It is good sometimes to step outside the comfort zone.
After decades of using and testing many types of standard handguns, carbines, rifles, and shotguns, I had the bug to test one of those big heavy pistols that is basically a cut down carbine. I did so and found a firearm with far more utility than I would have imagined.
The PTR 9CT 9mm is an interesting pistol. At this point I do not have to have a clearly defined mission for every firearm. Recreation, personal interest, and a whim is good enough.
When the particular firearm is very well made it is an investment in a firearms industry at its best.
PTR moved to South Carolina a few years ago. I was at the plant for the opening ceremony. PTR has provided the best jobs many of the employees have had in their entire life. One reason for the move for the company was the choice of excellent human resources. The move was a pleasant one for the company. The situation for business in the north is not good. The anti-gun movement is in many ways an assault on business as well. High taxes and oppressive regulations are an antiseptic to business growth, a way to suppress without a ban.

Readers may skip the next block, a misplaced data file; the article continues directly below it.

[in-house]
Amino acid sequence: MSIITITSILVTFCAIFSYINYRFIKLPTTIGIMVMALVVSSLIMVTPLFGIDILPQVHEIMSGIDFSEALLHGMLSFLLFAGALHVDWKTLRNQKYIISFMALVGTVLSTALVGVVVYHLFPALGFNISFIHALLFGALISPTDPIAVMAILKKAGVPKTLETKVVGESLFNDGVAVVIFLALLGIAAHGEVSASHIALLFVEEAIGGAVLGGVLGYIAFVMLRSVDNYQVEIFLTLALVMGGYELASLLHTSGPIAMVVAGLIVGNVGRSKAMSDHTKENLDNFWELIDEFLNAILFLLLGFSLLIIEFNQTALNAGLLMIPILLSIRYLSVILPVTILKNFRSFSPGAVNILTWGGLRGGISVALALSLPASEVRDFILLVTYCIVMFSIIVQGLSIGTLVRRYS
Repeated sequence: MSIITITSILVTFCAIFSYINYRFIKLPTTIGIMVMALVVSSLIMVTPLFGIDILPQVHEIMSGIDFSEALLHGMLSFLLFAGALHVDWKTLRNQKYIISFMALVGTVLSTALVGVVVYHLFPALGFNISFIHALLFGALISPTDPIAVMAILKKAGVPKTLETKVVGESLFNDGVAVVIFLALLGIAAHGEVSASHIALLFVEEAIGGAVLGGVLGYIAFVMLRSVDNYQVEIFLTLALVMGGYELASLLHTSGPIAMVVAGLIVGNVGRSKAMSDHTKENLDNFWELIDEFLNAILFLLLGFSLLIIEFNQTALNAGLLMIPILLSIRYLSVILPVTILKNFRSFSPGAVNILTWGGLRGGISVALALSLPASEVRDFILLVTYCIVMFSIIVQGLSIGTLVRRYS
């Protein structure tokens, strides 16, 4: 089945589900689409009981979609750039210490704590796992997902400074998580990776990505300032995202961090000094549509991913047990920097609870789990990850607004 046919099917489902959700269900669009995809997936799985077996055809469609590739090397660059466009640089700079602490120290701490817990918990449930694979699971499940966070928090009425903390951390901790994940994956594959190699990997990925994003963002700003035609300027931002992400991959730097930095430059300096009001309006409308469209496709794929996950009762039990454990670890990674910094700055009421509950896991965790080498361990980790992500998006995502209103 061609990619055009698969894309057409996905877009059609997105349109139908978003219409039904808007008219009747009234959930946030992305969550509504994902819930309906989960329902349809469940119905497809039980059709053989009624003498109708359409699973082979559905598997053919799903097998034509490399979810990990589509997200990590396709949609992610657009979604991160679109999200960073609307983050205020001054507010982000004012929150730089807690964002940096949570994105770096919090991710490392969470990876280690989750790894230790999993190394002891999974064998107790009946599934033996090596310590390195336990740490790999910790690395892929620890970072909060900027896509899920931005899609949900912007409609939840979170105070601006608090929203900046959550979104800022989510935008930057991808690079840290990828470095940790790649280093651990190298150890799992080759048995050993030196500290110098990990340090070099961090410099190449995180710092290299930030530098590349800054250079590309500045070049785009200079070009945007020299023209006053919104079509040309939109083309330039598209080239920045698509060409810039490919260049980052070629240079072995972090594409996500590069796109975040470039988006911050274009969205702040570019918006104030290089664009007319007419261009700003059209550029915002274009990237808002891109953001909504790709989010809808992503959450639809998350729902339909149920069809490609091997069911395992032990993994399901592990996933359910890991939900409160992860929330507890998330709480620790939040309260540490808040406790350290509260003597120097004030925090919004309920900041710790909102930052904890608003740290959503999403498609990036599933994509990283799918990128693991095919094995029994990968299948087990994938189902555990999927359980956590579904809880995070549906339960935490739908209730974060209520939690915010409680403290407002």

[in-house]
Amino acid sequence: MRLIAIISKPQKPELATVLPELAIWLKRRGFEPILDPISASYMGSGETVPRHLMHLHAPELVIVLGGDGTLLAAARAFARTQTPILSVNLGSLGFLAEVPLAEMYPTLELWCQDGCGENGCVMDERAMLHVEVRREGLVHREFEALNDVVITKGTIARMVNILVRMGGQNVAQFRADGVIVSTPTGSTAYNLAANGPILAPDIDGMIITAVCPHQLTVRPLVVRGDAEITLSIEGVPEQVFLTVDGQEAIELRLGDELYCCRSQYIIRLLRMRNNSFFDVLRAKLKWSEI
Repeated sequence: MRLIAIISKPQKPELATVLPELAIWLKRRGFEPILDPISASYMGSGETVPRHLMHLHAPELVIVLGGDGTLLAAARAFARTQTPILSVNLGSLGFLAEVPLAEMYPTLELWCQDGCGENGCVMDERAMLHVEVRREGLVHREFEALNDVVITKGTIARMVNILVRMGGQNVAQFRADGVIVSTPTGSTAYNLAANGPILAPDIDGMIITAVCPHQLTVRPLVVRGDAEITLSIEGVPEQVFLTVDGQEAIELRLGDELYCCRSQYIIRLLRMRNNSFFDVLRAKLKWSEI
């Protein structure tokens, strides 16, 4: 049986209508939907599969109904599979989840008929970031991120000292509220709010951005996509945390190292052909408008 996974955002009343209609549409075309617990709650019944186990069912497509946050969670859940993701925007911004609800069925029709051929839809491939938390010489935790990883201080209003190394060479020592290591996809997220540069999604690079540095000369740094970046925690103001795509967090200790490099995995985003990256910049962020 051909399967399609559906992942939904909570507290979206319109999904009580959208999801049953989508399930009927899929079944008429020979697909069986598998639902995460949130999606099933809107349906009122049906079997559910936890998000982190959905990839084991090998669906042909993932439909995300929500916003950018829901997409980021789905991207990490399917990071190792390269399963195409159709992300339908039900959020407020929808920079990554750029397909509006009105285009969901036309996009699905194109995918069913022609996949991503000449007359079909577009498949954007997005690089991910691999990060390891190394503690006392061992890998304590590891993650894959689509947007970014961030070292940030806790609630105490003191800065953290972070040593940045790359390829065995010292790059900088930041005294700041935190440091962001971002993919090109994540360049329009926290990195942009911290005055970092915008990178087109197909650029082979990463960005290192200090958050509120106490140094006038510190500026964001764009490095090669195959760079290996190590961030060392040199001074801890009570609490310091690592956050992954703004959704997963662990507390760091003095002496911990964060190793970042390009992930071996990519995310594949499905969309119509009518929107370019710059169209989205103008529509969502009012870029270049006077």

As an aside I saw Governor Nikki Haley at the meeting. It was interesting that when handed a PTR rifle for use as a prop for a photo, she checked the chamber to be certain the rifle was not loaded. When a reporter walked in front of the muzzle she deftly raised the muzzle away. She knows how to handle a rifle! Her husband is an officer in the National Guard and also the real deal by all reports. As for the rifle – I was impressed with the modern machinery and quality of parts.
At the time the PTR 91 rifle was the only product. A US made clone of the venerable HK G3/HK91 7.62mm battle rifles.